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Since liking posts doesn't work on Wndows phones (awful devices, honestly) I'll just say that Fonze's post more eloquently states the same issues I had with that article while reading it. It seems like there's a grain of truth to the claim that has been extrapolated to a ridiculous degree. What do I know though, it's not as if I've ever studied it - just my natural reaction to the claims being presented. Certainly food for thought though!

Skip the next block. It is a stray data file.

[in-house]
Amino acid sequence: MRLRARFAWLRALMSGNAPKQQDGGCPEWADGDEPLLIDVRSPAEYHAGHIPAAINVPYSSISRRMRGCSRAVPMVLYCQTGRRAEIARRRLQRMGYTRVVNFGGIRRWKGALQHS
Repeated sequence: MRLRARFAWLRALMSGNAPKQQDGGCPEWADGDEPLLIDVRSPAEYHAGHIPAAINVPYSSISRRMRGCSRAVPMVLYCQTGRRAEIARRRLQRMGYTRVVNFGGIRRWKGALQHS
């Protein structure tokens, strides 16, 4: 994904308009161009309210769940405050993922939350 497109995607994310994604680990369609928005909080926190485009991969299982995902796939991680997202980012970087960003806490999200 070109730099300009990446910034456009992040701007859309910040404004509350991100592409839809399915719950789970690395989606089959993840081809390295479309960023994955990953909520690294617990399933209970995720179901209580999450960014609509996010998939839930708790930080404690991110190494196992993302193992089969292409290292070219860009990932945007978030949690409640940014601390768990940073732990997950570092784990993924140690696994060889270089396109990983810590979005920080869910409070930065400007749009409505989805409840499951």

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17 hours ago, Doomkid said:

Happy boifday! 20 was a very eventful year for me personally.

 

heh, I had the complete opposite experience, 20 was the biggest, most uneventful waste of a year for me. I'd say "so far," but I'll be damned if this happens again, fuck that.